Lectio Divina

In Lectio Divina, we read, we seek to understand with the help of a commentary, we ponder, we take time for stillness and we respond. It is a way of life, not a method of prayer. Take the Mother of God as your model, the one who brought forth the Word made Flesh, Our Savior Jesus Christ. 


The Enthroned Trinity as Three Identical Figures, Cuzco School [Public domain], via Wikimedia Commons
LECTIO DIVINA (Holy Reading)
Sunday 27 May 2018 – Solemnity of the Most Holy Trinity Year B.

LECTIO DIVINA (Holy Reading)


The readings are:

Deuteronomy 4:32-34 and 39-40

Romans 8:14-17

Matthew 28:16-20.

Lectio: Read the first text from Isaiah 50:4-7.

Be aware of the way you handle your bible. Take it up reverently and read the sacred text with deep reverence. This text is given to all of us on this particular day in the Church’s Liturgical Year, for our formation as Christians.

Meditatio: Some background on the text, so that we can understand it more profoundly, and make our response to it.  This text is about the unique vocation of Israel. Joseph Blenkinsopp, commenting in the New Jerome Biblical Commentary, describes this text as “One of the high points of the Book of Deuteronomy.” He also notes that the “sapiential (wisdom) tradition is present in so far as guidance is sought from the past and from the created order.” The author of Deuteronomy uses Exodus language to link the unique vocation of Israel with the uniqueness of the Lord. (6:16).

Read the text again a couple of times. Ponder on the text for a day or more.  However, if you are aware of the Holy Spirit calling forth your response to the text, note it down. When the Holy Spirit prays within you or pours unction on a text and calls you forth, this is the true “prayer” (oratio) of Lectio Divina. I share my response in Evangelizatio 1.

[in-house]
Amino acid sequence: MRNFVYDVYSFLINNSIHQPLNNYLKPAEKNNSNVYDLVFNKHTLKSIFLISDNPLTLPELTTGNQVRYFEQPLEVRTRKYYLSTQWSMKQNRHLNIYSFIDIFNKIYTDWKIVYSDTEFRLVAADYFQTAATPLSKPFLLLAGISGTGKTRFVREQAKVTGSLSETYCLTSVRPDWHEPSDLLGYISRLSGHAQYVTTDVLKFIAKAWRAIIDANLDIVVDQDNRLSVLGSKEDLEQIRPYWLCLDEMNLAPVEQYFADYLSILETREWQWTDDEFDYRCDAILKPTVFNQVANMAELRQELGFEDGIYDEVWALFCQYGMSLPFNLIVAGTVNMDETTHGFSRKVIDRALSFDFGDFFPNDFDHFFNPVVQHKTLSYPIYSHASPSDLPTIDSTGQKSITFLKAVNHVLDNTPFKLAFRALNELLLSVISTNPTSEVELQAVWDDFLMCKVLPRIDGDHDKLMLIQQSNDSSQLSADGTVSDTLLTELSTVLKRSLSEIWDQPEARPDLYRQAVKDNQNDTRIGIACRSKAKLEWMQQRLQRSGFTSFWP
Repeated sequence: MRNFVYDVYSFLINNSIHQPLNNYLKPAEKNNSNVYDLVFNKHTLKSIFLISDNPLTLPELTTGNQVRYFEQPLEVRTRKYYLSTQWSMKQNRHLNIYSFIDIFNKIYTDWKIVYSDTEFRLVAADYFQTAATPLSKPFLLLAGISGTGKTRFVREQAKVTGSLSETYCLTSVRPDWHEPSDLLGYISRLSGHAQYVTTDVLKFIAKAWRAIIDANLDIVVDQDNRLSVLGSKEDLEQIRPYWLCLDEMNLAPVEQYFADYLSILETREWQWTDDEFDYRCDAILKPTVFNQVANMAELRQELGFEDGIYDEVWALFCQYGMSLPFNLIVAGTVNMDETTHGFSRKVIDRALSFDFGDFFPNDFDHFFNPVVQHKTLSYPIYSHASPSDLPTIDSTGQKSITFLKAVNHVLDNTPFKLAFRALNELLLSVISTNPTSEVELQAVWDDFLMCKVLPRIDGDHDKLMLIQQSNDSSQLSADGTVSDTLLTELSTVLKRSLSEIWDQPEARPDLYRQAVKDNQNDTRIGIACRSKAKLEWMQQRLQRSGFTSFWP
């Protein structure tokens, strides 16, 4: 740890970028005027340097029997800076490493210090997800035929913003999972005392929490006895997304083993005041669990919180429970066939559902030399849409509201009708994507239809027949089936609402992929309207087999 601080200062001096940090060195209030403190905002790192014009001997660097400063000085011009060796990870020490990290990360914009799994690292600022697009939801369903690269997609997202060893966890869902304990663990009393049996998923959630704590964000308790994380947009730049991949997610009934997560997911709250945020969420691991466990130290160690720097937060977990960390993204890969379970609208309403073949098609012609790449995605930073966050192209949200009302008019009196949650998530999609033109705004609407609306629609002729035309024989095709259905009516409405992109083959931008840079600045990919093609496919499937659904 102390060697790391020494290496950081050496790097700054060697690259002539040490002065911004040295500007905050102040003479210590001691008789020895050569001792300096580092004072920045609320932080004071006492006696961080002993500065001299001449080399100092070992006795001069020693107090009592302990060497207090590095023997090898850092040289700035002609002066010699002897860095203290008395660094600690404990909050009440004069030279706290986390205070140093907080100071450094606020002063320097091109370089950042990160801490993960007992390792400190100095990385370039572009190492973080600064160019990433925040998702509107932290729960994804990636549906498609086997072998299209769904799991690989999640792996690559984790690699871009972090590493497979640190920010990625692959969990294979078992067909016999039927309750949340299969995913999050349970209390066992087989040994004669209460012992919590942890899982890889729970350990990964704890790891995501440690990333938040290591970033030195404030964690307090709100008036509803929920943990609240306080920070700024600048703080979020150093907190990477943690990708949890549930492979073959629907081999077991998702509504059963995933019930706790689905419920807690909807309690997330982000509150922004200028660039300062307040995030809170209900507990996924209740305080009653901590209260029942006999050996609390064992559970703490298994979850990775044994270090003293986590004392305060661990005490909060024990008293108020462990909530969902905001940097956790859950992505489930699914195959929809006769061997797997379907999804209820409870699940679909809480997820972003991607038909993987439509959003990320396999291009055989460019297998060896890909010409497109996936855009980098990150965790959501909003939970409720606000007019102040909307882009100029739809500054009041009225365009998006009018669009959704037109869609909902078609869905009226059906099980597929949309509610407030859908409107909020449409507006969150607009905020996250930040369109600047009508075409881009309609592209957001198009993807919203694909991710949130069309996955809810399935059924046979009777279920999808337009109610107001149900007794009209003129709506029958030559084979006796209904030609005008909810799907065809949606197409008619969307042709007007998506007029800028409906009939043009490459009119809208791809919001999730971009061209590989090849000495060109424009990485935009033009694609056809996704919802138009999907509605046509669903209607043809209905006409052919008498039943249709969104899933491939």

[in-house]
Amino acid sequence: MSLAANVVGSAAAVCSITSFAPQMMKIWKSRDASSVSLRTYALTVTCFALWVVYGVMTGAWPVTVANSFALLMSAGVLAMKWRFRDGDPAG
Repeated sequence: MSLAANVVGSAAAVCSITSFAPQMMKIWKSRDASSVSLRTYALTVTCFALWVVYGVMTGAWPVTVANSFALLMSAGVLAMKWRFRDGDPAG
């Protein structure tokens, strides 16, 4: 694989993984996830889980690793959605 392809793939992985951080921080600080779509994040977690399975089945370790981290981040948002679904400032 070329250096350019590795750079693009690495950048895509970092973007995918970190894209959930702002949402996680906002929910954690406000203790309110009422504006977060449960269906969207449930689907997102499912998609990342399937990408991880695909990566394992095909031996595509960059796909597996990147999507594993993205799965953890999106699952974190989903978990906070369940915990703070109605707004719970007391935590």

The Responsorial Psalm: Psalm 32


“Happy” is an insufficient word, in that we can be happy about so many things – even a picnic or a decade birthday. “Happy” is not a word that tells the whole story.  In the English language, it lacks the power which is needed to describe the joy of the people whom God has chosen to be his own. I would prefer to see the word “exultant” are the people the Lord has chosen to be his own. Psalm 32, in its original setting is a national hymn of thanksgiving.

Lectio: Read the second text from the Letter to the Romans, ch. 8, verses 14-17.

Meditatio: Brief background to the text or brief explanation of the text, so that we can understand it and respond to it.

This is a Trinitarian text: Father, Son and Holy Spirit. The entire text is 8:14-30 and is summed up as follows:

“Through the Spirit, the Christian becomes a Child of God, destined for glory. The Spirit animates and activates the Christian and makes one a child of God.  Animated by God’s Spirit, the Christian cannot have the attitude of a slave, for the Spirit sets one free. The Spirit makes the Christian aware of adoptive sonship.” (Adopted childhood). (NJBC:51 & 84).

The rest of the text, anchored in Pauline theology links the Christian, through Christ, to glory.

“The glory of God is humanity fully alive, and the destiny of humanity is the vision of God – [GLORY!] (St. Irenaeus).

Take time to ponder on this reading. This is done as we go on with each day’s work,  or rest, or travelling to work on the train and bus. We don’t need perfect conditions.

Lectio Divina is a way of life. Once it becomes so, then we can ponder anywhere.  Write your response to the text. I share my response in Evangelizatio 2.

The Gospel Verse is taken from Apocalypse 1:8.



This would be the perfect prayer to begin Lectio Divina each day.

Lectio: Read the Gospel text from Matthew 28:16-20  Read it slowly and reflectively, and maybe a second time. Try to read aloud rather than with the mind. Listen to the text as you read. Stand back from it and ponder.

Meditatio: Some background to help us understand the text and respond to it.